Understanding Focusing Problems

Your vision depends on how light is focused in your eye. An eye has different parts, such as the cornea, lens, and iris. These parts work together to bend (refract) and focus light rays. With normal vision, light is focused on the back of the eyeball. This area is called the retina. But in some cases, the eye is not the right shape. This causes light to focus in the wrong place. It makes vision blurry. There are 3 common problems with focusing: farsightedness (hyperopia), nearsightedness (myopia), and astigmatism.

Normal vision happens when light focuses on the retina.

Cross section of eye showing light focusing on retina.
Normal.

Farsightedness happens when light focuses behind the retina. Nearby objects look blurry.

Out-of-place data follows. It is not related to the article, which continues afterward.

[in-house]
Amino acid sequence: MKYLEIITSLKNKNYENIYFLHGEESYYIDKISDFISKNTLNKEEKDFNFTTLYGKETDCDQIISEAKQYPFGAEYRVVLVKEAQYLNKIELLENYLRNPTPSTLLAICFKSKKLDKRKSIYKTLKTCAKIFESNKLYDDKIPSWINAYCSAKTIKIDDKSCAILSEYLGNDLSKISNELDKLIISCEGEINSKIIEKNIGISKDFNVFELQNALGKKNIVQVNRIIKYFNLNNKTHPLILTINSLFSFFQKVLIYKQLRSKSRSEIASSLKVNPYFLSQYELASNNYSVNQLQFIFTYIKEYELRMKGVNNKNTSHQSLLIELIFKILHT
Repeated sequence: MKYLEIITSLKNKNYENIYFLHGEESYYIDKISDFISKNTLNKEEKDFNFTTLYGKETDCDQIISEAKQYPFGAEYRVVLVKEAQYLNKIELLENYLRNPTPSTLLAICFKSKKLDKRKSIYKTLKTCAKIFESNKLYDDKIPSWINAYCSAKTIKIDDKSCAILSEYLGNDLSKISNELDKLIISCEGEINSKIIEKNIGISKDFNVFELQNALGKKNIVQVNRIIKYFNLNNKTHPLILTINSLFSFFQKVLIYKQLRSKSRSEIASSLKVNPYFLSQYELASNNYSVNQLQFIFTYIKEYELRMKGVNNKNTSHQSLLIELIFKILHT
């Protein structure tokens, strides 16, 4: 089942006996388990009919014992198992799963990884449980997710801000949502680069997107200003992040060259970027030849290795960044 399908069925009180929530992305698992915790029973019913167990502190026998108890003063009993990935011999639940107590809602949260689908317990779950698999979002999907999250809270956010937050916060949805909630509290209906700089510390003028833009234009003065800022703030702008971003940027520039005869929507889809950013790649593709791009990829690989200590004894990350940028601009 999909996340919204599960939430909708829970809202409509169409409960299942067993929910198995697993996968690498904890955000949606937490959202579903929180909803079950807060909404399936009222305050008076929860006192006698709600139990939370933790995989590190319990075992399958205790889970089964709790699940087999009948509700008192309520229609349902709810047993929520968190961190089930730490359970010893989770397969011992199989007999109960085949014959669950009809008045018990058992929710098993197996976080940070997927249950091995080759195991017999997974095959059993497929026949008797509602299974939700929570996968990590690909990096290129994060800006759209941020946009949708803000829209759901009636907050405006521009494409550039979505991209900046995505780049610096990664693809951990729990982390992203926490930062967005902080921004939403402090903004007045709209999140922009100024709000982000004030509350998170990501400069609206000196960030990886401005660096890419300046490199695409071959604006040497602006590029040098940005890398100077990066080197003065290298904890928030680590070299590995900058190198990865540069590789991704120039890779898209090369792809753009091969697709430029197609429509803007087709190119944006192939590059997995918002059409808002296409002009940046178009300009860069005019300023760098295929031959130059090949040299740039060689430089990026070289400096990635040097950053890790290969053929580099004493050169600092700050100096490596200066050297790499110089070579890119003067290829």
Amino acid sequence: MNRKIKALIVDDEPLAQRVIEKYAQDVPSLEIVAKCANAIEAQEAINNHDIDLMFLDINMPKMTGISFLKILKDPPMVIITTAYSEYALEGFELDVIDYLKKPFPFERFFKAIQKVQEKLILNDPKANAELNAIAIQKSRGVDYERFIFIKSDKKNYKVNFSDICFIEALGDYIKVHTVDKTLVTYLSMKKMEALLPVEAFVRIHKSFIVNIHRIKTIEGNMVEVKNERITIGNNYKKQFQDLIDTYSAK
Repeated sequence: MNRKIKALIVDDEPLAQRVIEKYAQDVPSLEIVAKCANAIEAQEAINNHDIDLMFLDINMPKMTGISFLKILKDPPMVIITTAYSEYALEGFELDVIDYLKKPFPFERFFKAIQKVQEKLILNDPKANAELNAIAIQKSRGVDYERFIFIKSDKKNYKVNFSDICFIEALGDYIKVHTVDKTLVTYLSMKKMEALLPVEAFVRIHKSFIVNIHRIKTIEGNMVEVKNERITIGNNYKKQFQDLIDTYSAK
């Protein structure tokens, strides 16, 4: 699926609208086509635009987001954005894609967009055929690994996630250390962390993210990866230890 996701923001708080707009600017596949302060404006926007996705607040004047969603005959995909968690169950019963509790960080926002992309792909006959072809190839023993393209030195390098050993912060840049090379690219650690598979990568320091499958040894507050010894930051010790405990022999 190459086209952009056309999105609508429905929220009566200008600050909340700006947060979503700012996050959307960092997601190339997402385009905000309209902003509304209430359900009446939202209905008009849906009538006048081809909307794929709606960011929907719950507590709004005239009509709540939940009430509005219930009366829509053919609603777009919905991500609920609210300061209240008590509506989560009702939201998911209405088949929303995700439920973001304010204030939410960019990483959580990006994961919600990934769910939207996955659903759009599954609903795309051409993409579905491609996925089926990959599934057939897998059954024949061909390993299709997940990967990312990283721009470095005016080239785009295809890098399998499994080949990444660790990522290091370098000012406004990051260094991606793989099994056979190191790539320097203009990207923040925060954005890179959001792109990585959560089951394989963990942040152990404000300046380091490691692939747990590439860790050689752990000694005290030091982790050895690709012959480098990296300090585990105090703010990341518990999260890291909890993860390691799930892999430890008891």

Cross section of eye showing light focusing in front of retina.
Farsighted.

Nearsightedness happens when light focuses in front of the retina. Distant objects look blurry.

Cross section of eye showing light focusing in front of retina.
Nearsighted.

Astigmatism happens when light focuses in more than one place. Both nearby and distant objects can look blurry.

Cross section of eye showing light focusing in more than one place.
Astigmatism.

Age-related focus problems

With age, the lens becomes stiff. Stiffening of the lens makes it harder for the lens to change shape, as needed, to focus light. This leads to trouble focusing on nearby objects (presbyopia).

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